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Perfection in Art

Perfection is an idea deeply rooted in art.  It is an aesthetic ideal to which the artist strives to be creative and share with the world.  Whether you’re creating a realistic painting, an abstract, impressionist, or interpretive model of reality – all forms of art seek to be perfect in their presentation of what exists in the world as described by the artist.

Perfection is a myth

The ugly truth is that the reality of “perfection” only exists in the realm of dreams.   Nothing is perfect, but the art of creation itself, since all art is derived from the creator of everything – who is perfect.   Can I get an Amen?

Perfection does exist

Some might disagree with me, in that they may feel that some creative endeavors do, in fact, result in perfection.   In my mind, the only creative endeavor that creates something perfect is food.   Round Rock Donuts are perfect.   Every. Damn.  One.

The Effects of Perfectionism on the Artist

Perfectionism leads to procrastination, which builds fear with the end result being paralysis.  That is to say, that if you let your idea of what is perfect control your creativity, then you’ll never create anything because you’ll be limited by your fear that anything you create will not be “good enough” and you’ll never get past the stage of “starting” to create.   You’ll always either put off finishing your creation, or you’ll be in constant denial that it’s “good enough” — which can actually result in a worse result than had you stopped when it was simply “good enough.”

Overcoming Perfectionism as an Artist

As a student learning art, I’ve found it very difficult to bet past my personal expectations of what it means to produce a piece of art.  My initial task has been learning to draw. I found myself comparing my drawings to the reference materials which I chose to emulate.  Perhaps this is why other artist advised me to choose to draw objects of real life – since you can’t compare your drawing of an inanimate object except with the object itself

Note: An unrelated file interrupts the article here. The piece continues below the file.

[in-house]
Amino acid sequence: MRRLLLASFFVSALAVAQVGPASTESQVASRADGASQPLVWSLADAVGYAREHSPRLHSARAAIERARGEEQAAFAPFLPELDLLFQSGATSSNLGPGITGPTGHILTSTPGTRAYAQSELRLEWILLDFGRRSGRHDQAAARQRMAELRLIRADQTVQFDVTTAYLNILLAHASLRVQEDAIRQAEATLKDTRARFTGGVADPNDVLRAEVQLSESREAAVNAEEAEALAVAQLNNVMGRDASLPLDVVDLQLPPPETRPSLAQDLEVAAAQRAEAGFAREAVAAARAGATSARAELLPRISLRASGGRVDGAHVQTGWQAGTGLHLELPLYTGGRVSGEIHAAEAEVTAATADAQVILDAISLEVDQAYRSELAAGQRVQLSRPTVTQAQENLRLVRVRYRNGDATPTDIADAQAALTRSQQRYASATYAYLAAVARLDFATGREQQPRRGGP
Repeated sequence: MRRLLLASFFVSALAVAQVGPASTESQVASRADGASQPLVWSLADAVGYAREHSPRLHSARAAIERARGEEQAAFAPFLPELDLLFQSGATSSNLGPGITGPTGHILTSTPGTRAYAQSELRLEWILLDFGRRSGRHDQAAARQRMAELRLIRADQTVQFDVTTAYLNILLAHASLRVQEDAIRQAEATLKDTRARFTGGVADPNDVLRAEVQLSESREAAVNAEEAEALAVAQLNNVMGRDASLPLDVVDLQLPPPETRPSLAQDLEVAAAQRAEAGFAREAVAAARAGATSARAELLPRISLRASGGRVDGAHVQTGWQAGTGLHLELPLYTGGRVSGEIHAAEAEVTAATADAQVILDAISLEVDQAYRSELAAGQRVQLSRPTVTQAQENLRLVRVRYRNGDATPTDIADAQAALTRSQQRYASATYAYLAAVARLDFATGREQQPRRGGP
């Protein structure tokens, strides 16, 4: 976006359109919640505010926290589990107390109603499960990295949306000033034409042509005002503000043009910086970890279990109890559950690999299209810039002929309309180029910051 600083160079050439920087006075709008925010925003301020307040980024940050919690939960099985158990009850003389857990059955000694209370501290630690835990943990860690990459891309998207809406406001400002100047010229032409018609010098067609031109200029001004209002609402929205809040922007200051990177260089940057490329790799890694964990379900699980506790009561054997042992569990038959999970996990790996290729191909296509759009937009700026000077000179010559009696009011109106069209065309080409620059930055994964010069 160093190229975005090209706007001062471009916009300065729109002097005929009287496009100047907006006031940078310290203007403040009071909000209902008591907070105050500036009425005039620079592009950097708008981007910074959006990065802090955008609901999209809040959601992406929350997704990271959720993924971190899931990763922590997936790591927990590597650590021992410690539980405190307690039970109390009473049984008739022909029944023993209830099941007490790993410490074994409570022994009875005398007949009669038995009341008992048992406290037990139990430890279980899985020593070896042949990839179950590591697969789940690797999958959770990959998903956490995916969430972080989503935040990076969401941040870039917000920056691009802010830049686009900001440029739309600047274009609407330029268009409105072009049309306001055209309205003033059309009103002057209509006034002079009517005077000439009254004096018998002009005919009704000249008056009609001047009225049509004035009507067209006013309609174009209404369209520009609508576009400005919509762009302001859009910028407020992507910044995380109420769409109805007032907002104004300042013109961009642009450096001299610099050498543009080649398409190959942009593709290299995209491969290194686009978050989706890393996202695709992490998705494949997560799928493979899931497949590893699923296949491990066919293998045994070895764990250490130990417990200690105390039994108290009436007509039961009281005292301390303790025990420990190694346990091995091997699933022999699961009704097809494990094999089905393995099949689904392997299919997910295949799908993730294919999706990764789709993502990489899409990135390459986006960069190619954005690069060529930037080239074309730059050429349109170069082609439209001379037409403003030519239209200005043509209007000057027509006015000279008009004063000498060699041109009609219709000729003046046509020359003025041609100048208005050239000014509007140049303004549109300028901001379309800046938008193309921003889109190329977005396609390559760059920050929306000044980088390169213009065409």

To overcome issues of perfectionism, produce more art

It might seem to be counter-intuitive, but the secret to getting past procrastination caused by perfectionism is to push yourself to produce more art.  If you’re learning to draw, draw more.  Painting?  Paint more.  Whatever you are creating – just create and do so without any intent to share it.  You’ll quickly come to understand that the process of creation is a healing process.

Put yourself in the right frame of mind

One thing that has greatly helped me put myself in the right frame of mind is choosing to create while listening to music.  Music is important to us because it helps our thinking, our feelings, and our emotional state.   It is my belief that creative people, those inclined to express themselves by creation works of art specifically, feel emotions deeply.   That is to say, we are sensitive to our surroundings.    This sensitivity is also why perfectionism has an inhibiting effect on our creativity.

Artists are driven to create

The last stage of artistic development as an artist is a feeling that we must be creative.   An artist engaged in the creation of art and doing something so fulfilling that it’s part of our core being – the idea of perfection is broken – because the artist is no longer comparing their own creative work.

The art of creation

Bob Ross very famously said that there are no mistakes when painting, just happy accidents.  He also called his show “The Joy of Painting” – and for a very good reason.   He came to know that his greatest joy was having fun and sharing that joy with other people.    Even his trees were happy.  As I learn and become a better artist, I have adopted this philosophy as my own.  Replace your fear with fun.   Listen to uplifting music.  And understand that art isn’t sharing fear – it’s sharing what we love.

About The Author

J.W. Spencer

JW describes himself as an outdoorsman, though he is a technology professional. He is a veteran of the USMC. His undergraduate studies were taken at SWTSU, with graduate studies at Texas A&M, and the University of Texas at Austin. His hobbies include driving long distances, painting, writing, and finding interesting out of the way places. He also likes burnt toast and dark German beer. He lives deep in the Texas Hill Country at the Bull Creek Ranch with his wife Traci and their dogs - an Jack Daniels (Aussie), and Samuel Adams (Bichon Frise).

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